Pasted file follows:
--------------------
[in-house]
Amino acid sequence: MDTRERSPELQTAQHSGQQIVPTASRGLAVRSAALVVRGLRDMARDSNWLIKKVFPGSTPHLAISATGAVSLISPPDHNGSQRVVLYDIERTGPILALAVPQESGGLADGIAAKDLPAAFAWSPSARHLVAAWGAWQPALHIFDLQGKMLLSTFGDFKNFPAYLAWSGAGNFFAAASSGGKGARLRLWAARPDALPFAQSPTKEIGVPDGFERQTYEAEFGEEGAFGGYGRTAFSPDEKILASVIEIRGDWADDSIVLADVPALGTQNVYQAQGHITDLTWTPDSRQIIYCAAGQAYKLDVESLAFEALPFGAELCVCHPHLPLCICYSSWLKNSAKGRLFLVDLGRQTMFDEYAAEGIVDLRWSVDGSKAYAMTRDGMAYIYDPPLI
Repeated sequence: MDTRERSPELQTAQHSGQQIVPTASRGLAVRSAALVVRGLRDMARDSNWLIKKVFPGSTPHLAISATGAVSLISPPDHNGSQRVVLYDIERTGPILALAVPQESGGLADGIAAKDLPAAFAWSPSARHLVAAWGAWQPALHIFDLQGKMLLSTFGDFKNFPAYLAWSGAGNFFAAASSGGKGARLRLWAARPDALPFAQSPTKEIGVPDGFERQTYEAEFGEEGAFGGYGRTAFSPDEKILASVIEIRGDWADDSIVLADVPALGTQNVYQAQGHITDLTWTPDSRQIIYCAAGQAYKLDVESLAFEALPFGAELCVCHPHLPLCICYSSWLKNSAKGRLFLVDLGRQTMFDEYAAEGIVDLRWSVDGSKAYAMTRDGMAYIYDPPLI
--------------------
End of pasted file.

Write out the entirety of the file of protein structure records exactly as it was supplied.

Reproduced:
[in-house]
Amino acid sequence: MDTRERSPELQTAQHSGQQIVPTASRGLAVRSAALVVRGLRDMARDSNWLIKKVFPGSTPHLAISATGAVSLISPPDHNGSQRVVLYDIERTGPILALAVPQESGGLADGIAAKDLPAAFAWSPSARHLVAAWGAWQPALHIFDLQGKMLLSTFGDFKNFPAYLAWSGAGNFFAAASSGGKGARLRLWAARPDALPFAQSPTKEIGVPDGFERQTYEAEFGEEGAFGGYGRTAFSPDEKILASVIEIRGDWADDSIVLADVPALGTQNVYQAQGHITDLTWTPDSRQIIYCAAGQAYKLDVESLAFEALPFGAELCVCHPHLPLCICYSSWLKNSAKGRLFLVDLGRQTMFDEYAAEGIVDLRWSVDGSKAYAMTRDGMAYIYDPPLI
Repeated sequence: MDTRERSPELQTAQHSGQQIVPTASRGLAVRSAALVVRGLRDMARDSNWLIKKVFPGSTPHLAISATGAVSLISPPDHNGSQRVVLYDIERTGPILALAVPQESGGLADGIAAKDLPAAFAWSPSARHLVAAWGAWQPALHIFDLQGKMLLSTFGDFKNFPAYLAWSGAGNFFAAASSGGKGARLRLWAARPDALPFAQSPTKEIGVPDGFERQTYEAEFGEEGAFGGYGRTAFSPDEKILASVIEIRGDWADDSIVLADVPALGTQNVYQAQGHITDLTWTPDSRQIIYCAAGQAYKLDVESLAFEALPFGAELCVCHPHLPLCICYSSWLKNSAKGRLFLVDLGRQTMFDEYAAEGIVDLRWSVDGSKAYAMTRDGMAYIYDPPLI